Home / World / The Saudi campaign to kidnap and silence rivals like Khashoggi goes back decades.

The Saudi campaign to kidnap and silence rivals like Khashoggi goes back decades.

Faisal al Jarba fled his native Saudi Arabia late last year as the danger approached: after his employer, a powerful Saudi prince, was arrested and after a friend died under suspicious circumstances while in government custody .

Jarba, a prominent sheikh of a large tribe, traveled to the Jordanian capital, Amman, to meet his relatives there. But that was not far enough. The Jordanian security officers surrounded his house one night in early June and took him away for questioning, assuring his family that he would return soon.

However, in a matter of days, they took him to the border with Saudi Arabia and handed him over to the Saudi authorities, according to two people familiar with the details of Jarba's forced repatriation, which has not been reported previously. No charges have been brought against Jarba, 45, and in the five months since he was captured, his family has not received any proof that he is still alive, the people said.

The murder of journalist Jamal Khashoggi in Istanbul last month by a team of Saudi agents sent from Riyadh has prompted a new scrutiny of the search for the kingdom of Saudi citizens abroad, from ordinary dissidents to deserters from the narrow ranks of the royal family. .

The effort to silence Saudi critics abroad dates back decades and during the tenure of several monarchs. But Crown Prince Mohammed bin Salman, the de facto ruler of the kingdom, has followed the practice with a particularly ruthless fervor since winning his position last year, analysts said, including making the return of dissidents abroad a formal policy of state, according to a Saudi official, who insisted that such returns should be negotiated instead of being coerced.

To repatriate its critics, the Saudi government has tried to lure them back or recruit friendly regional governments to arrest them or even carry out shameless kidnappings in Europe.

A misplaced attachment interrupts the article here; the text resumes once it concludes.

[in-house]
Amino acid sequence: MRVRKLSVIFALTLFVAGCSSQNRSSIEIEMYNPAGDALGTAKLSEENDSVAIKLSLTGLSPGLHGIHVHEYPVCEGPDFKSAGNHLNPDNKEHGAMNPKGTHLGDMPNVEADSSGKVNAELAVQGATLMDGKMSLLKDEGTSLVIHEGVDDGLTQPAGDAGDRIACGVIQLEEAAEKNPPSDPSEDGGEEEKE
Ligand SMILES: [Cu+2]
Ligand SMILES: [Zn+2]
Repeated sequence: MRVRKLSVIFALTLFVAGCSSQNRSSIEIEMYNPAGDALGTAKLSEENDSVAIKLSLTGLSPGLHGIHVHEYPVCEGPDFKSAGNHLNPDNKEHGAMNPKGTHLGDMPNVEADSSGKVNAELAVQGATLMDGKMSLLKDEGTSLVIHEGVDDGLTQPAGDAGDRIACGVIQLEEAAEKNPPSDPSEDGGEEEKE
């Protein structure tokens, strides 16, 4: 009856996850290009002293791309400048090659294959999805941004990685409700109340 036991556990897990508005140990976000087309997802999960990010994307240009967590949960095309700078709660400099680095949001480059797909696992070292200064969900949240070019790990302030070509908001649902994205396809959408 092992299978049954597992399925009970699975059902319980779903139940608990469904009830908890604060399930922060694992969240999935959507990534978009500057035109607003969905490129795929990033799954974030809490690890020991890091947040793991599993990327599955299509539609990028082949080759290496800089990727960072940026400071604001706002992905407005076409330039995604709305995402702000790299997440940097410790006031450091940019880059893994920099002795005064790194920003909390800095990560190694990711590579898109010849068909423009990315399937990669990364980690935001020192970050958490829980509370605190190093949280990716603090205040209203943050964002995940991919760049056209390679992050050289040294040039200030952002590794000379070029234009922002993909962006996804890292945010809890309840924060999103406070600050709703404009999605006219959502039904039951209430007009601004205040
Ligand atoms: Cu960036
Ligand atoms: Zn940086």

Saudi citizens have disappeared from hotel rooms, been taken from cars or diverted planes in which they flew. A Saudi dissident Prince said in a court file that he was injected in the neck and taken on a private plane from Geneva to Saudi Arabia. Years later, after he managed to leave the kingdom, he disappeared again and has not been heard from since.

"We know they can kill you; they can destroy their family or use them against them, "said a Saudi women's rights activist who applied for political asylum in the United States last year." It has always been that way, "he said, adding that the aggressive pursuit of Mohammed's critics had further shaken an already paranoid community of expatriate Saudis.

A Saudi government media office did not immediately respond to an email requesting comments on the kidnappings.

Jarba was not a dissident, but may have been wanted for his association with a branch of the royal family that had lost favor with the Saudi leadership, according to the two people familiar with the circumstances of his capture.

He was an old friend and confidant of Prince Turki bin Abdullah, a son of the late King Abdullah. Turki was arrested last November when Saudi authorities detained hundreds of people, including members of the royal family, business executives and government officials, in what was called an anti-corruption operation.

Although Jarba's friends and relatives have had no contact with him, they were able to reconstruct some details of his trip after he was arrested in the exclusive neighborhood of Abdoun in Amman. After his arrest, Jarba was briefly detained at the Saudi Arabian Embassy in Amman before being escorted to the border. Once in Saudi Arabia, he spent several weeks in Jiddah, which serves as the government's capital during the summer months. At some point, they took him to Turki's house and asked him to open safe vaults inside. There were contradictory accounts of whether Jarba was able to do so.

Jarba had assumed that he would be safe in Amman, the two people said, partly because he was a sheikh in a large tribe, the Shammar, which had strong relations with the Jordanian monarchy.

A spokeswoman for the Jordanian government did not immediately respond to a request for comment on the Jarba case.

But Jordanian officials would then tell Jarba's family they had been powerless to stop his abduction, according to one of the people informed about the Jarba case.

"This is bigger than us," Jordanian officials reportedly said.

The first reported case of kidnapping sponsored by the state by Saudi Arabia occurred on December 22, 1979, when the first major figure of the country's opposition, Nasser al-Saeed, disappeared from Beirut. He had fled the country after spending time in prison for organizing strikes and workers' revolts. He continued his criticism in exile and praised the capture of the Great Mosque in Mecca in 1979 by militants as a popular uprising.